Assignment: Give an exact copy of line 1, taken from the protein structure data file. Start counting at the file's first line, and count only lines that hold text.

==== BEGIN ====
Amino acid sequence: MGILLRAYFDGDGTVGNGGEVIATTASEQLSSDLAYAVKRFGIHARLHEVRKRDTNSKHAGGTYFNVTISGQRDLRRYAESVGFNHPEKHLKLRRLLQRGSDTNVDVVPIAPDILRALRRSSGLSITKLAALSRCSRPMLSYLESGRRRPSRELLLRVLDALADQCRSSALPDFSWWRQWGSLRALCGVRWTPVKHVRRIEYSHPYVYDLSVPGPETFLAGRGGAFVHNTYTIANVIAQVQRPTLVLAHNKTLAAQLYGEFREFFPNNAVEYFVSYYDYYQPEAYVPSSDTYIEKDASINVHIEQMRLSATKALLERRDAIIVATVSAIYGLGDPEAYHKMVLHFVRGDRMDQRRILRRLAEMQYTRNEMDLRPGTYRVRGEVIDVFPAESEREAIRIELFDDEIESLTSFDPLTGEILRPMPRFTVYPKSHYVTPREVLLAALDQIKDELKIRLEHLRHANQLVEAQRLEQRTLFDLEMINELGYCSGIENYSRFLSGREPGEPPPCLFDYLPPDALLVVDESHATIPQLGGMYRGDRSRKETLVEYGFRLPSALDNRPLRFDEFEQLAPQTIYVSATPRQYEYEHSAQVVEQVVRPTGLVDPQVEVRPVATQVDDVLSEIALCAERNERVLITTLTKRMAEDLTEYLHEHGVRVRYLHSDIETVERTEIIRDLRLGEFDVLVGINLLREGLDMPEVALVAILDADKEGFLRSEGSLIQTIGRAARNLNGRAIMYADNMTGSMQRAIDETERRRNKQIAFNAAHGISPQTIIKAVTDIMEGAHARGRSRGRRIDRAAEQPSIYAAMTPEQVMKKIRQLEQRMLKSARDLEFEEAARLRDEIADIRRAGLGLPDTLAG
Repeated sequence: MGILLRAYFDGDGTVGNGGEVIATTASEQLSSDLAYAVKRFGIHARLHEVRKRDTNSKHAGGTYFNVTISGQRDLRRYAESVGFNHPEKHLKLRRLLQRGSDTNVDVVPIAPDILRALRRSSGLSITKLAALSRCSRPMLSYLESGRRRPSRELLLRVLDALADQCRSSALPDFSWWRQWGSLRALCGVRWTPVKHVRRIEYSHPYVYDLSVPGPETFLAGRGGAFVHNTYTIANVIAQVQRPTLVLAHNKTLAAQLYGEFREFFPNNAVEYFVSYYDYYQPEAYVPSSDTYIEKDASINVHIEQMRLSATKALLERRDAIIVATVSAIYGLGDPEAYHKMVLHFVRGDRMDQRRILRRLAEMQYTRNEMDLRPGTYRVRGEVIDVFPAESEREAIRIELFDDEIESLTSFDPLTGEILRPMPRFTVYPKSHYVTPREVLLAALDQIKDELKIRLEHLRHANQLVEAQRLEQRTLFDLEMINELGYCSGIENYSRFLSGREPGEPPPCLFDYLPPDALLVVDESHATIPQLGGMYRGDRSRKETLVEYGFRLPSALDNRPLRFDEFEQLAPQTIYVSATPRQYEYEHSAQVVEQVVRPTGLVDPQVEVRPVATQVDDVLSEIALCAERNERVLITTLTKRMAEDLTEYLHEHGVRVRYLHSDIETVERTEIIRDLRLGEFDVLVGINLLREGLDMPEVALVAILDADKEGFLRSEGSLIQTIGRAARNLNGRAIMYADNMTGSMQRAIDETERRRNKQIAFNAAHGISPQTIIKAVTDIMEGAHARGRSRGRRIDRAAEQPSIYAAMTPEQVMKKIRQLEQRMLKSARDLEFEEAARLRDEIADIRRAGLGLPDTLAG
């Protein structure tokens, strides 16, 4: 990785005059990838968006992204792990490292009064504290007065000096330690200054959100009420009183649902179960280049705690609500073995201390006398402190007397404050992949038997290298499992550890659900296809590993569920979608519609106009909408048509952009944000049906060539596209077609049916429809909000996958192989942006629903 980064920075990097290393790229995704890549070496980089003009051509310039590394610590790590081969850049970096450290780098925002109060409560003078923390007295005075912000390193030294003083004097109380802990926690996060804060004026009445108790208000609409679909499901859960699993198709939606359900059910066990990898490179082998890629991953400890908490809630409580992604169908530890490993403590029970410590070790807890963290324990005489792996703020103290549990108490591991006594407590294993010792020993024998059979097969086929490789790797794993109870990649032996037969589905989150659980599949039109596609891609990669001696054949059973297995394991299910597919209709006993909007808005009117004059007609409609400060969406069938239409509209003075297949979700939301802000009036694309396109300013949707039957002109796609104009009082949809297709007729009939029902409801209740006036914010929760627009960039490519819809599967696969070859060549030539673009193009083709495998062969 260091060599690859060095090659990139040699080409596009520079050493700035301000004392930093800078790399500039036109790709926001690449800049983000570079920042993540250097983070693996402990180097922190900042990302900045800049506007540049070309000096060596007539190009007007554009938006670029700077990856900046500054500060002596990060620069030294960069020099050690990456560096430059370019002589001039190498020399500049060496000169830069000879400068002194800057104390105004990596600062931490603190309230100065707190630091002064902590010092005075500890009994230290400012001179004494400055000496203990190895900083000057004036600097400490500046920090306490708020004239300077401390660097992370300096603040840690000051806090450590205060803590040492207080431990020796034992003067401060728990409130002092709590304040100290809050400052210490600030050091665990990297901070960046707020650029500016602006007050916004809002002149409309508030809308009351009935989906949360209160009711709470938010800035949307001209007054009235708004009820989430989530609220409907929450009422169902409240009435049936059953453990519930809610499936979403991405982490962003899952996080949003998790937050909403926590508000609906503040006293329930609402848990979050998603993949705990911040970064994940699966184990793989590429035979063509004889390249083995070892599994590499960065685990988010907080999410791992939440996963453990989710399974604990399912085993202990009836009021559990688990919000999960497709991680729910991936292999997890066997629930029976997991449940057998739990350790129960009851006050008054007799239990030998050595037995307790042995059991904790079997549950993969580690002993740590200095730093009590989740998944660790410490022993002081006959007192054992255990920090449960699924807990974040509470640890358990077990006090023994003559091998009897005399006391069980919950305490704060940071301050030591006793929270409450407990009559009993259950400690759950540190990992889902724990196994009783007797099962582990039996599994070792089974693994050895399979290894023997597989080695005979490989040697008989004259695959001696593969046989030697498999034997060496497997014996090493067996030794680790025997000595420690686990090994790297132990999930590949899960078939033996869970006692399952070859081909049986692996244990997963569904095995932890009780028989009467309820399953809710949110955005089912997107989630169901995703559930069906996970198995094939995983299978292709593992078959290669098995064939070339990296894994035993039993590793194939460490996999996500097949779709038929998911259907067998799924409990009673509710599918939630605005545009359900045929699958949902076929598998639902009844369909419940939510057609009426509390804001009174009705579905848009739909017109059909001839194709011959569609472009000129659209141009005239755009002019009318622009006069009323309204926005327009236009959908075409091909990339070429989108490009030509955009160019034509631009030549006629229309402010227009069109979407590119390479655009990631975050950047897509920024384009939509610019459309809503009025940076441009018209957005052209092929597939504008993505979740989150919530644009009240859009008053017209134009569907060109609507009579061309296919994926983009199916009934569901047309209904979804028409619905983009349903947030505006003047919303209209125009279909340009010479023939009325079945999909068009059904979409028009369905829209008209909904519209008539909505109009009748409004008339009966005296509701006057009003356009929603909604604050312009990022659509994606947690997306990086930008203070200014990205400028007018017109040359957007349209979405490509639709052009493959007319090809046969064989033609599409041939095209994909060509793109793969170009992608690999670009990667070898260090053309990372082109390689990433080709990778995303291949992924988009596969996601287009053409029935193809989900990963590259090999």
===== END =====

Amino acid sequence: MGILLRAYFDGDGTVGNGGEVIATTASEQLSSDLAYAVKRFGIHARLHEVRKRDTNSKHAGGTYFNVTISGQRDLRRYAESVGFNHPEKHLKLRRLLQRGSDTNVDVVPIAPDILRALRRSSGLSITKLAALSRCSRPMLSYLESGRRRPSRELLLRVLDALADQCRSSALPDFSWWRQWGSLRALCGVRWTPVKHVRRIEYSHPYVYDLSVPGPETFLAGRGGAFVHNTYTIANVIAQVQRPTLVLAHNKTLAAQLYGEFREFFPNNAVEYFVSYYDYYQPEAYVPSSDTYIEKDASINVHIEQMRLSATKALLERRDAIIVATVSAIYGLGDPEAYHKMVLHFVRGDRMDQRRILRRLAEMQYTRNEMDLRPGTYRVRGEVIDVFPAESEREAIRIELFDDEIESLTSFDPLTGEILRPMPRFTVYPKSHYVTPREVLLAALDQIKDELKIRLEHLRHANQLVEAQRLEQRTLFDLEMINELGYCSGIENYSRFLSGREPGEPPPCLFDYLPPDALLVVDESHATIPQLGGMYRGDRSRKETLVEYGFRLPSALDNRPLRFDEFEQLAPQTIYVSATPRQYEYEHSAQVVEQVVRPTGLVDPQVEVRPVATQVDDVLSEIALCAERNERVLITTLTKRMAEDLTEYLHEHGVRVRYLHSDIETVERTEIIRDLRLGEFDVLVGINLLREGLDMPEVALVAILDADKEGFLRSEGSLIQTIGRAARNLNGRAIMYADNMTGSMQRAIDETERRRNKQIAFNAAHGISPQTIIKAVTDIMEGAHARGRSRGRRIDRAAEQPSIYAAMTPEQVMKKIRQLEQRMLKSARDLEFEEAARLRDEIADIRRAGLGLPDTLAG